Machining Scallops or Flutes into MDF Panels

      With CNC equipment, you can machine any kind of regular or irregular scallops, waves, or flutes into MDF but it can be pricey, and makes a lot of dust. January 26, 2008

Question
I'm looking for a source of fluted MDF panels. You might call it a "cove" panel. It would be rows of 2" - 3" wide flutes/coves (concave) across. Panels could be any size from 2' x 3' up. They are for both veneer and paint grade projects. I know they exist because the job site already has them installed. Unfortunately that millwork company is not in business for source info. I've checked many sites and haven't been close except for a few shops in England. I realize it could be possible to rout the panels, but most cove bits size out larger than the width we are after.

Forum Responses
(Cabinetmaking Forum)
From contributor T:
Something like this? I can configure as needed.


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From contributor D:
To the original questioner: Could you post a picture?
Contributor T, how much will your panels warp after you machine the waves?


From the original questioner:
Thank you for your posts. A drawing to show what panel I am after. I will need two panels, 20" x 32" (rough, not final size) out of standard 3/4" MDF. The coves are 2" wide with a 1/16-" flat between. While your organic cuttings are spectacular and I will show them to the designer, the straight rows of coves correspond to other elements in the room.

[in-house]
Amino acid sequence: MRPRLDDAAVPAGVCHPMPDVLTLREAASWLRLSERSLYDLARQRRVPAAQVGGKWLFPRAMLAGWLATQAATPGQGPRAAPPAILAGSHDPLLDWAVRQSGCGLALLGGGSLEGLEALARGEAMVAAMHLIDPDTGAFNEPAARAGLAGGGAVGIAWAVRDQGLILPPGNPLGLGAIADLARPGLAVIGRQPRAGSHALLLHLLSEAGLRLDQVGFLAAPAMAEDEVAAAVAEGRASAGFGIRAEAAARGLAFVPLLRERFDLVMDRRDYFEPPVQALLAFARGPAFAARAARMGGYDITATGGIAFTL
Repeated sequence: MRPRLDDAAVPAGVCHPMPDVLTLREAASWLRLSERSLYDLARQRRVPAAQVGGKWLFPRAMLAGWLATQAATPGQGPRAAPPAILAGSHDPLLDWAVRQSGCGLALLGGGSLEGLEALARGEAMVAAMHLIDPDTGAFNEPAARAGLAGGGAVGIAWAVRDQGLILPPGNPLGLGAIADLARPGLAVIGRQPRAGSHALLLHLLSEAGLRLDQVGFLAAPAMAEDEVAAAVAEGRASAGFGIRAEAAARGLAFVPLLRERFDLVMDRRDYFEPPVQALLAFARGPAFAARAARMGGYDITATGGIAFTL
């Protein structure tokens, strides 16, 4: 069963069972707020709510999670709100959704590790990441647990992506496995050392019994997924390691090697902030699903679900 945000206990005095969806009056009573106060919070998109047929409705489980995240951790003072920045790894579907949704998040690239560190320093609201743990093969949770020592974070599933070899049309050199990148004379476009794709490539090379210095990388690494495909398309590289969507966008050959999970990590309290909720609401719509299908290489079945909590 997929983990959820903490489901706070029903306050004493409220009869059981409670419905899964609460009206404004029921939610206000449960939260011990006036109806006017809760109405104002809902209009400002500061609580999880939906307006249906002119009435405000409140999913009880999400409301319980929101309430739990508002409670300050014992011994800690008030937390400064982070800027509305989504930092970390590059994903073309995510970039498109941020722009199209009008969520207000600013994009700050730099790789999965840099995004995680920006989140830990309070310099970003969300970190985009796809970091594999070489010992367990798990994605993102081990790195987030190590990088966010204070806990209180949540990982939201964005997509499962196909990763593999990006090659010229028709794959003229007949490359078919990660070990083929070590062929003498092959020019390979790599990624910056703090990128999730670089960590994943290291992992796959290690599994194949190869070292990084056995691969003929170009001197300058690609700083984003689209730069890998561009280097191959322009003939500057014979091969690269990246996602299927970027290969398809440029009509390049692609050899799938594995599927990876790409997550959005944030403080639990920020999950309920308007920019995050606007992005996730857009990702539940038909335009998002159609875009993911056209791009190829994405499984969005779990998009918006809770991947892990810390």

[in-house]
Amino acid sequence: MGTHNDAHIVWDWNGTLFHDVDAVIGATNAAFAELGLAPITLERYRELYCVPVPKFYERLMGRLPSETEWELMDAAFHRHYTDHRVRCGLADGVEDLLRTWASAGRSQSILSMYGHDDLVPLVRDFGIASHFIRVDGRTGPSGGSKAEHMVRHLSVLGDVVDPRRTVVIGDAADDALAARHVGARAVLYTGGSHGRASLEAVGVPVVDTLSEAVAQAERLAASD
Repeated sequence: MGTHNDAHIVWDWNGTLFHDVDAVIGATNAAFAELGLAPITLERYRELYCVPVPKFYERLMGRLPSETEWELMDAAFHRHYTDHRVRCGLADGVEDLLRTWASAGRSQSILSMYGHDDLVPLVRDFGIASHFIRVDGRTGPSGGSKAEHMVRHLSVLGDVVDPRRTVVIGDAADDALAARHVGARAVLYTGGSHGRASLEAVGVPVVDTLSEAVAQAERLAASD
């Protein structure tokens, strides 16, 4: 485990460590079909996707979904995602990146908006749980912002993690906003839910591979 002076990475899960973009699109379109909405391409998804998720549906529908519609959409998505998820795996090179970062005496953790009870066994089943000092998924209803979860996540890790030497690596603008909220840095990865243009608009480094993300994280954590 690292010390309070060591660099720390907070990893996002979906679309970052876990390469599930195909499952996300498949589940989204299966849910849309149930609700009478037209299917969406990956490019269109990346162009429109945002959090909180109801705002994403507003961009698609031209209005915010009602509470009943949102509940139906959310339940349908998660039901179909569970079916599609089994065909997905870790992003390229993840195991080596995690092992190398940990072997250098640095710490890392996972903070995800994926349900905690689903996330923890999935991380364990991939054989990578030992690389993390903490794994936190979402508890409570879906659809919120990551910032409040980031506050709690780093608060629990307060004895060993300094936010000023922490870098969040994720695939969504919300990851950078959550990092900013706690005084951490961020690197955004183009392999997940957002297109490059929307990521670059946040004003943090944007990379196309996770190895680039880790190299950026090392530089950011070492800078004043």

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From contributor D:
Your drawing is more of what I suspected from your description. This should be fairly simple for any out there with CNC capabilities. You do know cuts like that in MDF will warp the sheet.


From the original questioner:
Thanks for the input. The cove panels will be mounted to a solid substrate so I don't expect the bowing to affect the final profile. Of course, you never know.


From contributor T:
"How much will your panels warp after you machine the waves?"

1/8 - 1/4 on 4" to 5" of outside edges. The middle stays flat. Nothing Liquid Nails can't handle. It took some time and a lot of dead ends but we got the process down. Material, tooling, and tool path strategy is key to keeping it flat. The hard part was the hairs that lift in the MDF when painted. Now it's relatively easy considering what we went through to refine the process.



From contributor J:
You can cut those on a table saw with a skewed fence. Just fiddle with your fence angle and blade depth to get the width and depth required. For two panels, hardly worth the effort and tooling for CNC. Not to mention shipping and related damage. Might give it a look.


From contributor D:
You are right. If someone wanted to have this made for a one off project it could get expensive. Luckily, I've got a cove bit sitting on the shelf that's 2.5" across. I use it for some of the cabinetmakers that come by my shop for specialty kicks and what not. The bigger issue is the mess involved. That bugger kicks the chips and dust. I'm setting up to run the bit today for some straights and I'll cut a sample of what the questioner's drawing shows.


From contributor D:
Don't tell the boss ;)
Yes, it will be a little fuzzy.


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From contributor T:
Looks great! It does get messy. We're dumping 12-15 55 gallon drums of MDF dust a day.

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